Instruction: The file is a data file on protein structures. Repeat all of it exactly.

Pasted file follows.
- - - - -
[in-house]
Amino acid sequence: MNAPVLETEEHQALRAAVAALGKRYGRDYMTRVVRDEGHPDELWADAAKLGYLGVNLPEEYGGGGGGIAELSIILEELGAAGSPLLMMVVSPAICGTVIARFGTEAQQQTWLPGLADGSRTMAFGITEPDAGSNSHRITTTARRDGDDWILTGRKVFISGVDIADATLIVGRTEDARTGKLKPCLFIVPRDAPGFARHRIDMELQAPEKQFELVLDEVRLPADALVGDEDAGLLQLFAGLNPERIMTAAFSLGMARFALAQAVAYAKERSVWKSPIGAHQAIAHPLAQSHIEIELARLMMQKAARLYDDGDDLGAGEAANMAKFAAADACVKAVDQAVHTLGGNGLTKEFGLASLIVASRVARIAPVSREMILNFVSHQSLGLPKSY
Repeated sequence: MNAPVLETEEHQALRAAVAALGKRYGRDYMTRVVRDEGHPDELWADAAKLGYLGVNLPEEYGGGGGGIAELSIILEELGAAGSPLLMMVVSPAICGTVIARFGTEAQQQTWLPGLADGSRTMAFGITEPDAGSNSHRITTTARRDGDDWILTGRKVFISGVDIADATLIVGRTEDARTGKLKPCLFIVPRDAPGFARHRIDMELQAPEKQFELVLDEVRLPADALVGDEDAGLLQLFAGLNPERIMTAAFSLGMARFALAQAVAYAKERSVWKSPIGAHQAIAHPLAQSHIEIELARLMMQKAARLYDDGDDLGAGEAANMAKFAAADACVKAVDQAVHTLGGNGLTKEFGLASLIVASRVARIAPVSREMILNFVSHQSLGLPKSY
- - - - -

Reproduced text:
[in-house]
Amino acid sequence: MNAPVLETEEHQALRAAVAALGKRYGRDYMTRVVRDEGHPDELWADAAKLGYLGVNLPEEYGGGGGGIAELSIILEELGAAGSPLLMMVVSPAICGTVIARFGTEAQQQTWLPGLADGSRTMAFGITEPDAGSNSHRITTTARRDGDDWILTGRKVFISGVDIADATLIVGRTEDARTGKLKPCLFIVPRDAPGFARHRIDMELQAPEKQFELVLDEVRLPADALVGDEDAGLLQLFAGLNPERIMTAAFSLGMARFALAQAVAYAKERSVWKSPIGAHQAIAHPLAQSHIEIELARLMMQKAARLYDDGDDLGAGEAANMAKFAAADACVKAVDQAVHTLGGNGLTKEFGLASLIVASRVARIAPVSREMILNFVSHQSLGLPKSY
Repeated sequence: MNAPVLETEEHQALRAAVAALGKRYGRDYMTRVVRDEGHPDELWADAAKLGYLGVNLPEEYGGGGGGIAELSIILEELGAAGSPLLMMVVSPAICGTVIARFGTEAQQQTWLPGLADGSRTMAFGITEPDAGSNSHRITTTARRDGDDWILTGRKVFISGVDIADATLIVGRTEDARTGKLKPCLFIVPRDAPGFARHRIDMELQAPEKQFELVLDEVRLPADALVGDEDAGLLQLFAGLNPERIMTAAFSLGMARFALAQAVAYAKERSVWKSPIGAHQAIAHPLAQSHIEIELARLMMQKAARLYDDGDDLGAGEAANMAKFAAADACVKAVDQAVHTLGGNGLTKEFGLASLIVASRVARIAPVSREMILNFVSHQSLGLPKSY